# POV

The problem: the camera point of view is in the quad frame; the garmin point of view is in the earth frame.  They need to both be in the same frame to produce a vector that’s meaningful.  A pretty radical rewrite of this area last night resulted.  A test flight this morning sadly was pretty much the same as yesterday: a very stable hover, but shooting off right when she should have gone left.  More stats:

The top pair of accelerometer vs camera show pretty good alignment, right up to the point of 0.4m to the right.  I believe this is correct, but I wouldn’t put money on it yet!

The middle pair are accelerometer vs LiDAR height over time, which is excellent.

The bottom pair are the flight plans in earth and quad frames (the quad one is simply the earth one rotated from my to her POV) – this is where there’s clearly a problem – they should be the same but they are wrong once the flight rotates.  I can’t see an obvious bug in the code, which makes me suspect there’s an obvious bug in my understanding instead.

# Notes on “Fusion Thoughts”

Coupla things on the second half about video macro block fusion from the previous post. First, it’s

`δx2 = h2 tan(θ)`

not

`δx2 = atan(δx2 / h2)`

The latter is working out θ which is known anyway.  Just a bit of careless writing down thoughts by me.

More interestingly, the picture represents forward positive movement from left to right across the page.  However, the pitch angle is negative following the right hand rule which my code adheres to.  Therefore, the full conversion equation is:

`δx = δx1 + h2 tan(θ)`

The situation on the Y / roll axis is different. If you mentally flip the diagram left / right, following the right to left represents a positive move on the Y axis. The roll angle in this case is also positive according to the right hand rule so the equation looks like this:

`δy = δy1 - h2 tan(φ)`

There are other places in the code which already follow this ruling.

# Better angles

Here’s the current code used for calculating pitch, role, and yaw angles, which in turn are used to extract gravity from acceleration, and integrate the results to get velocities:

```#-------------------------------------------------------------------------------------------
# Get angles in radians for Euler and quad frame: rotate the accelerometer readings to earth
# frame, pass them through the butterworth filter, rotate the new gravity back to the quad
# frame, and get the revised angles.
#-------------------------------------------------------------------------------------------
eax, eay, eaz = RotateQ2E(qax, qay, qaz, pa, ra, ya)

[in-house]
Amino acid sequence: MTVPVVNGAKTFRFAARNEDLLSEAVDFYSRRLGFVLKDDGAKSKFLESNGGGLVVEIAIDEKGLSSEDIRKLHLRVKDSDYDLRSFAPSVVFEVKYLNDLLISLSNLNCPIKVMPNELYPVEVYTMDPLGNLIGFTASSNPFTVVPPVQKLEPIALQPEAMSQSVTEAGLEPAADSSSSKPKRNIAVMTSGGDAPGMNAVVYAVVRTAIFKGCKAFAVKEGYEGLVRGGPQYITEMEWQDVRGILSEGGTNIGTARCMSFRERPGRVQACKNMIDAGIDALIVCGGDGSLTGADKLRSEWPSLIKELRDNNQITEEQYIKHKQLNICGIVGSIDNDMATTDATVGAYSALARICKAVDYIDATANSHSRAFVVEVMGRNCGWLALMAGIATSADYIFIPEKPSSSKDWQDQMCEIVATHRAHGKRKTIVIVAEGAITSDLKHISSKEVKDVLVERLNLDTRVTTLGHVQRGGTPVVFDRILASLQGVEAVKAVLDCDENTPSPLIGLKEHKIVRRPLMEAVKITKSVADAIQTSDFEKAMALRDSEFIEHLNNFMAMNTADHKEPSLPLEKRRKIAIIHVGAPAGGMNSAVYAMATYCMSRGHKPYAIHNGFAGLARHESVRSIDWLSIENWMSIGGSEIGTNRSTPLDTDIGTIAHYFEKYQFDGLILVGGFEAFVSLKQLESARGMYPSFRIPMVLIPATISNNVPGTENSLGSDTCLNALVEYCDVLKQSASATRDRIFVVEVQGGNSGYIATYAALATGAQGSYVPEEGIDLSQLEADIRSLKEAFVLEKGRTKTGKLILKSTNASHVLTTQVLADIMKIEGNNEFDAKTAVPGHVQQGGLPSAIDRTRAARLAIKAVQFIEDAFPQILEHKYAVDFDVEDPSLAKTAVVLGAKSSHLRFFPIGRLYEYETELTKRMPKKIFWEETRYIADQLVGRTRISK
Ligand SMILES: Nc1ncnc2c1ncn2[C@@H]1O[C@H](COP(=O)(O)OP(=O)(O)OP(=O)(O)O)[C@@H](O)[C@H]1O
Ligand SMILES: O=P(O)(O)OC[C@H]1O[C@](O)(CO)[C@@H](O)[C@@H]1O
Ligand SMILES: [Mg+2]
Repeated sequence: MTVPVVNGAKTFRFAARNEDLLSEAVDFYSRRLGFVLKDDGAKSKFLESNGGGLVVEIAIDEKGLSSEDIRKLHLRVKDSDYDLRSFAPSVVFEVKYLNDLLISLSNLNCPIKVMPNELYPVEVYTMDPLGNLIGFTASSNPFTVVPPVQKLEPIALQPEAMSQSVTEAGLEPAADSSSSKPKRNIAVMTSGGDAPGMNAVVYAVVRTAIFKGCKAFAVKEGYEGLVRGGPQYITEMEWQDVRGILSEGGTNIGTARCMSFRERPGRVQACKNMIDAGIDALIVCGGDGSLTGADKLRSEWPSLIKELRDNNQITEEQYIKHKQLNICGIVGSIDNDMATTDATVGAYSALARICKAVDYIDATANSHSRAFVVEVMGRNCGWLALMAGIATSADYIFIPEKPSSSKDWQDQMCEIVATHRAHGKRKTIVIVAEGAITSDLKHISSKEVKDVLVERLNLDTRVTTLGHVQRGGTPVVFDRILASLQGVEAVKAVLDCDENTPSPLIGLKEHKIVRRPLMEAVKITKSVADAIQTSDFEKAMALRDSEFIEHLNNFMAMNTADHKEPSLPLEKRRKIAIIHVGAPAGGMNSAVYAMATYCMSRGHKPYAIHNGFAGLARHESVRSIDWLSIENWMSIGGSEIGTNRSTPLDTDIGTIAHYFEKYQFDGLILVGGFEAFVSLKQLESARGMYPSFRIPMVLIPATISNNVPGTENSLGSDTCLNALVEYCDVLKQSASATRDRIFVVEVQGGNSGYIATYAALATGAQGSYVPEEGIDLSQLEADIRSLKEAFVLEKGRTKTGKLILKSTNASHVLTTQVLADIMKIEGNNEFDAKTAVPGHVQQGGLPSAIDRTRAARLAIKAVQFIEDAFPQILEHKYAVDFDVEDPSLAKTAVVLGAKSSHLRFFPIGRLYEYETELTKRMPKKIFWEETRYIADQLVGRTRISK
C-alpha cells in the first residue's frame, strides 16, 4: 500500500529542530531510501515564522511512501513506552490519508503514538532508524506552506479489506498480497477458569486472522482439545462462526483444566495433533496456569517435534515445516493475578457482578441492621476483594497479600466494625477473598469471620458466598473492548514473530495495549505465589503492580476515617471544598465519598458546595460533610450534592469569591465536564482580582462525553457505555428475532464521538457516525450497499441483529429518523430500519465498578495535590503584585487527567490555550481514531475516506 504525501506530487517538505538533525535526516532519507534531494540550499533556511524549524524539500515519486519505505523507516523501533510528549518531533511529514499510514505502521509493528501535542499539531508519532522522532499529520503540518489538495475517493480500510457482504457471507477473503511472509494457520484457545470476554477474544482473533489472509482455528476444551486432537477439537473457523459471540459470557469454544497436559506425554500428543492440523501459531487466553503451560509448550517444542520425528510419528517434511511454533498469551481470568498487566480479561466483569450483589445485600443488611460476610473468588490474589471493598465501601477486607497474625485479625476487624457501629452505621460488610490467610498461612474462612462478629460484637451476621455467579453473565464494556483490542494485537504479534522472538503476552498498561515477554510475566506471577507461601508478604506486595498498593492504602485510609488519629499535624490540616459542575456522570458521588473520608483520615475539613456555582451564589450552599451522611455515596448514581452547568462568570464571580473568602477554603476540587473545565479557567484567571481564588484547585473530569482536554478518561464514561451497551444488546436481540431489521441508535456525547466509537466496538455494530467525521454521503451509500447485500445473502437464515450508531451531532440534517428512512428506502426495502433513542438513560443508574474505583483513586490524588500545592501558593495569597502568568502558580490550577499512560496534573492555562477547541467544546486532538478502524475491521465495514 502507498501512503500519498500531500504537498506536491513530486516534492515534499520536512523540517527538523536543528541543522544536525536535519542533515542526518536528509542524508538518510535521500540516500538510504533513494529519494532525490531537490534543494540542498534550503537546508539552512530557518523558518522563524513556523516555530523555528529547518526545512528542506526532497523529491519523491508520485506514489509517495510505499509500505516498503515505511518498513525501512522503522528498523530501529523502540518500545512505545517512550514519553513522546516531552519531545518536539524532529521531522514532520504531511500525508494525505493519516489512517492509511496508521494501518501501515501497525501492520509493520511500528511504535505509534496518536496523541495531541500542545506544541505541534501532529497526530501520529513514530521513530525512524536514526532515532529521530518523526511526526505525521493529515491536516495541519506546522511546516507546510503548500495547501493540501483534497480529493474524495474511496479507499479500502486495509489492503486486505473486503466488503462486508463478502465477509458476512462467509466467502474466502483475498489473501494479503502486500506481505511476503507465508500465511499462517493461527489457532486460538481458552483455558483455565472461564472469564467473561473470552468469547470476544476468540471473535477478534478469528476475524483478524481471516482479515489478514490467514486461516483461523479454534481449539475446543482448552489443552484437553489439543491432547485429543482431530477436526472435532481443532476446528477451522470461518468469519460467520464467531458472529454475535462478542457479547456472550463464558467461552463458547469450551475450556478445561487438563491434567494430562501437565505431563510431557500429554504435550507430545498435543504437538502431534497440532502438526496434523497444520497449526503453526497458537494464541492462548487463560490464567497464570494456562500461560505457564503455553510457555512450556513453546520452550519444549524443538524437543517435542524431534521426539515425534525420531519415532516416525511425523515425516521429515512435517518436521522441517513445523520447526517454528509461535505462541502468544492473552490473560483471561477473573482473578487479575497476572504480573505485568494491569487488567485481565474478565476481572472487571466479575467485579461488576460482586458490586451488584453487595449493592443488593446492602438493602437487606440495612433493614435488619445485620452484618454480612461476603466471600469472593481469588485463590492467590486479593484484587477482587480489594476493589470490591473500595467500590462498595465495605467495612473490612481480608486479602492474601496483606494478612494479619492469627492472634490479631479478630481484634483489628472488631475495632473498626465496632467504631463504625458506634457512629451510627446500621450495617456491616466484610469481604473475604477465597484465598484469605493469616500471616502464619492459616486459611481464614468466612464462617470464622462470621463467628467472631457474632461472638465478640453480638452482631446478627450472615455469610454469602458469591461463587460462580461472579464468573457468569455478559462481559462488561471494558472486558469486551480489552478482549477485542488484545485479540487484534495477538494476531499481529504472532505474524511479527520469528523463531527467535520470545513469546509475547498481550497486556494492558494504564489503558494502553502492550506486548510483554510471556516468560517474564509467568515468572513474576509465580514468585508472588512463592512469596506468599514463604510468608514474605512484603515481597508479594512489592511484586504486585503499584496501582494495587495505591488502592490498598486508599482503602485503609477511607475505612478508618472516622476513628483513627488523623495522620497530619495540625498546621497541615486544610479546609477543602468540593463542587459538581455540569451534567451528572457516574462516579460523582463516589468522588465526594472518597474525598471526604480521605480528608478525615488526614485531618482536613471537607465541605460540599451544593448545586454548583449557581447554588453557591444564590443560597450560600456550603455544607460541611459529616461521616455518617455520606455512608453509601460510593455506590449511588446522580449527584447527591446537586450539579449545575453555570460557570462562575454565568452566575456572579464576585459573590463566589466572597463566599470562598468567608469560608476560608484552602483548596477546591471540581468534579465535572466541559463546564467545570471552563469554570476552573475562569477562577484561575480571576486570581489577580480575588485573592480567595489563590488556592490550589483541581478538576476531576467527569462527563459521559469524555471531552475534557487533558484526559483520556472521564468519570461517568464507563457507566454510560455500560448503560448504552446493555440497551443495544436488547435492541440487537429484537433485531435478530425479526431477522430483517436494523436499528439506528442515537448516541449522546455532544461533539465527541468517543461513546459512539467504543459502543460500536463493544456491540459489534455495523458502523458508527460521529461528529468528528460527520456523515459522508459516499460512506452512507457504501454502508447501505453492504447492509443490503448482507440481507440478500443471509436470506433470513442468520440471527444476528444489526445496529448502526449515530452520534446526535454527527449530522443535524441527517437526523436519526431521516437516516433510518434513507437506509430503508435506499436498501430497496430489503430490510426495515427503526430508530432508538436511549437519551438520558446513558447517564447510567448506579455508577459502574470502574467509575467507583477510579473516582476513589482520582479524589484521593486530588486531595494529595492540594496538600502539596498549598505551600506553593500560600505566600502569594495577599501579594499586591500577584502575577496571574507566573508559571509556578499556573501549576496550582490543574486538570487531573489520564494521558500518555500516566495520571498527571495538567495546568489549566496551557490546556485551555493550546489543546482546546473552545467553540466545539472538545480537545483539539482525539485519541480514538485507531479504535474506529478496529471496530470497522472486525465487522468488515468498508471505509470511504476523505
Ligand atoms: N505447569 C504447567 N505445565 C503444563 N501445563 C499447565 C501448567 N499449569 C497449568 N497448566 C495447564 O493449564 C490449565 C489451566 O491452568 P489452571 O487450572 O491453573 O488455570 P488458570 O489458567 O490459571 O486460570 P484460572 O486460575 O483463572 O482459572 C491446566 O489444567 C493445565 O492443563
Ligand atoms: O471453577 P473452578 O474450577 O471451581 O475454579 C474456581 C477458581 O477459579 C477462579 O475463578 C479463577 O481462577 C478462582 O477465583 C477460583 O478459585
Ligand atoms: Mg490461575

egx = bfx.filter(eax)
egy = bfy.filter(eay)
egz = bfz.filter(eaz)
qgx, qgy, qgz = RotateE2Q(egx, egy, egz, pa, ra, ya)
uap, uar = GetRotationAngles(qgx, qgy, qgz)

#-------------------------------------------------------------------------------------------
# Convert the gyro quad-frame rotation rates into the Euler frames rotation rates using the
# revised angles from the Butterworth filter
#-------------------------------------------------------------------------------------------
urp, urr, ury = Body2EulerRates(qry, qrx, qrz, uap, uar)

#-------------------------------------------------------------------------------------------
# Merge rotation frames angles with a complementary filter and fill in the blanks
#-------------------------------------------------------------------------------------------
tau_fraction = tau / (tau + i_time)
pa = tau_fraction * (pa + urp * i_time) + (1 - tau_fraction) * uap
ra = tau_fraction * (ra + urr * i_time) + (1 - tau_fraction) * uar
ya += i_qrz
```

The flaw in this is that it is using the previous set of angles to rotate the latest set of quad-frame accelerometer readings into the earth frame, as shown in red.

The revised code looks like this:

```#-------------------------------------------------------------------------------------------
# Update the previous pitch, roll and yaw angles with the latest gyro output
#-------------------------------------------------------------------------------------------
urp, urr, ury = Body2EulerRates(qry, qrx, qrz, pa, ra)
pa += urp * i_time
ra += urr * i_time
ya += ury * i_time

#-------------------------------------------------------------------------------------------